On May 21, 1930, the world’s biggest airship, the Graf Zeppelin, floated over the Cape Verde Islands and slowed down over an unusual target: the Porto Praia post office. When the ship had maneuvered to just the right spot, its crew threw something out of the gondola, attached to a small parachute. As frightened crowds gathered below to watch, the mysterious object fluttered down from the sky and landed right on the building’s roof. It was a big sack of mail.
Over the next few weeks, the Graf Zeppelin would complete its first Pan-American tour, flying to Rio de Janeiro, Ohio, and New Jersey, and then back over the Atlantic to Spain and its home country, Germany. Although much glitz and glamour accompanied the airship’s comings and goings, its journey was funded by something more mundane: those sacks of mail, via the stamps affixed to the letters inside.
At 775 feet from nose to tail—about as long as the Golden Gate Bridge is tall—the Graf was the largest flying machine the world had ever seen. Its operating costs were proportionate, clocking at about $4 per mile (or $54 per mile in today’s money). Although passengers paid steep ticket prices, especially on early flights, the ship could only hold about 20 of them at a time, limiting that revenue stream. And despite the fanfare that greeted its every move, attempts to charge admission to view it on the ground didn’t go over well with the public, who were generally hurting from the Great Depression, and who wanted their close-ups for free.
Instead, the Graf’s parent company, German Zeppelin Airship Works, decided to recoup costs by commissioning special stamps from the countries on the tour route. Only letters with these stamps on them would be accepted onto the airship, which would then deliver them to their destinations. This was the only commercial transatlantic air mail option available at the time, and was days faster than sending a letter by boat. Brazil, Bolivia, Germany, and Spain all made the Zeppelin stamps, and 93 percent of the proceeds from each stamp was funneled back into German Zeppelin Airship Works.
After some debate, the U.S. Post Office decided to get in on the game as well, designing and printing a run of Graf Zeppelin stamps in a matter of weeks. They called this a gesture of goodwill toward Germany, and pledged to also contribute 93 percent of the revenue to the Airship Works. Secretly, though, they expected that an enthusiastic population of American collectors would snap up most of the stamps, keeping them out of circulation, and ensuring that the Post Office held onto most of the money.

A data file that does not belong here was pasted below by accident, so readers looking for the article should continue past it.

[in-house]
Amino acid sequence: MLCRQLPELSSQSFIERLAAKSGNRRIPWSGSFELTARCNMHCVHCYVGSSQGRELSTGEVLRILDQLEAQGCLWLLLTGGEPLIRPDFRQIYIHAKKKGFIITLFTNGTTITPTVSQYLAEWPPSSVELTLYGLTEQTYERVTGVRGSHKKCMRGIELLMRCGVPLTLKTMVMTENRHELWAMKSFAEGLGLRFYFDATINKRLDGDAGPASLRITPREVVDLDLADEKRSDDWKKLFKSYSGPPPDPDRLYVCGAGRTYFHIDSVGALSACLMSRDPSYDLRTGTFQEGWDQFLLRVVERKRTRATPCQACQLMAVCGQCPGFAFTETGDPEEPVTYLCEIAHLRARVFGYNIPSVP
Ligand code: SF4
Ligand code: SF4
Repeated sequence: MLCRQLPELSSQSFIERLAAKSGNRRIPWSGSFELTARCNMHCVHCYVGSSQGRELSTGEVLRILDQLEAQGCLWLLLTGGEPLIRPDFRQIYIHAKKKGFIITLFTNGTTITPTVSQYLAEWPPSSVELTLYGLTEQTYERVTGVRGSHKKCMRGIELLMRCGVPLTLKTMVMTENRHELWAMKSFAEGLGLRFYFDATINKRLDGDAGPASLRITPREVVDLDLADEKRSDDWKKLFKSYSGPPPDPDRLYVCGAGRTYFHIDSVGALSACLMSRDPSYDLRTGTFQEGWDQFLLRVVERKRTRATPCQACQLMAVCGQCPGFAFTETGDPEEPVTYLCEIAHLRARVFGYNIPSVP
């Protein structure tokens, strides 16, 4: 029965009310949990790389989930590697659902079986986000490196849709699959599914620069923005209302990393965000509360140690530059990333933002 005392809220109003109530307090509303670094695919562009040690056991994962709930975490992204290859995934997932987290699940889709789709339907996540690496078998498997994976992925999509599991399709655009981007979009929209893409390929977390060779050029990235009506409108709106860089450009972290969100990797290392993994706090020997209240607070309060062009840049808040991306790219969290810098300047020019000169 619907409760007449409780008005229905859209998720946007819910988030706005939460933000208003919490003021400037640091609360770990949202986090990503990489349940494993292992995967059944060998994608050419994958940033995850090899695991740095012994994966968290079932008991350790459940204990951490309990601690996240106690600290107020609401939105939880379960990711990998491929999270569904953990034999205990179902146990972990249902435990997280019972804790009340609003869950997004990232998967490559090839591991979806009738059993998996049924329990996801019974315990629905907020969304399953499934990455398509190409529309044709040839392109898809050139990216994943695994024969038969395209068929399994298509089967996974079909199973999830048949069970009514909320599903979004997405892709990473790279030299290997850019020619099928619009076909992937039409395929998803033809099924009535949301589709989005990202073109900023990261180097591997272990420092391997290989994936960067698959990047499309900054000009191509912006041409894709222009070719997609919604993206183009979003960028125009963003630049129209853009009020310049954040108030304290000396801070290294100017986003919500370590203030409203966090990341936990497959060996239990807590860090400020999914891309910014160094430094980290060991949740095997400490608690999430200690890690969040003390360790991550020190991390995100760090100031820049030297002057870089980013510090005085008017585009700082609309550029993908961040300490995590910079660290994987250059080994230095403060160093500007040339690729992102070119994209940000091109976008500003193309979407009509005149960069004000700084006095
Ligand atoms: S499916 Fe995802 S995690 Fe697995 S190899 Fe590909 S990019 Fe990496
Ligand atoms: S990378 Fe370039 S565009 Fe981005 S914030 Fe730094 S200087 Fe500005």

So on April 19, 1930, the USPO issued three stamps, each with a different design and for a particular amount. The first, a 65-cent stamp, was green, and showed the Graf cruising eastward above the sea. This stamp would get a postcard over the ocean once, from the U.S. or Brazil to Spain or Germany. The second, a $1.30 stamp, was brown, and featured the zeppelin heading west over a cropped map of the world labeled with the tour’s three main cities (although New York, here, stands in for New Jersey). That one would get a letter across the sea.
The last stamp, in a bright sky blue, cost $2.60, and displayed the Graf high in the clouds, superimposed over a small globe. This one was more fun than practical—it would get your letter round-trip, over to Europe and then back again. (One young boy from Ontario sent himself a letter this way, and made the papers.) The stamps’ release was trumpeted in newspapers from New York City to Santa Cruz.
The joke, though, was on the post office. The economic hardship that led so many Depression-era Americans to be buoyed by the sight of a massive airship also made it difficult for any of them to pay $4.55—50 times the cost of a loaf of bread—for a set of three collectible stamps. The U.S. printed 1,000,000 of each color, but only sold about 227,000 zeppelin stamps total, most of which actually did end up on mail delivered by the Graf.
The Post Office eventually destroyed the remainder of the stamps, making collectors, who quickly accused them of creating artificial scarcity, even angrier. But that’s what happens when you try to cross the world’s biggest zeppelin.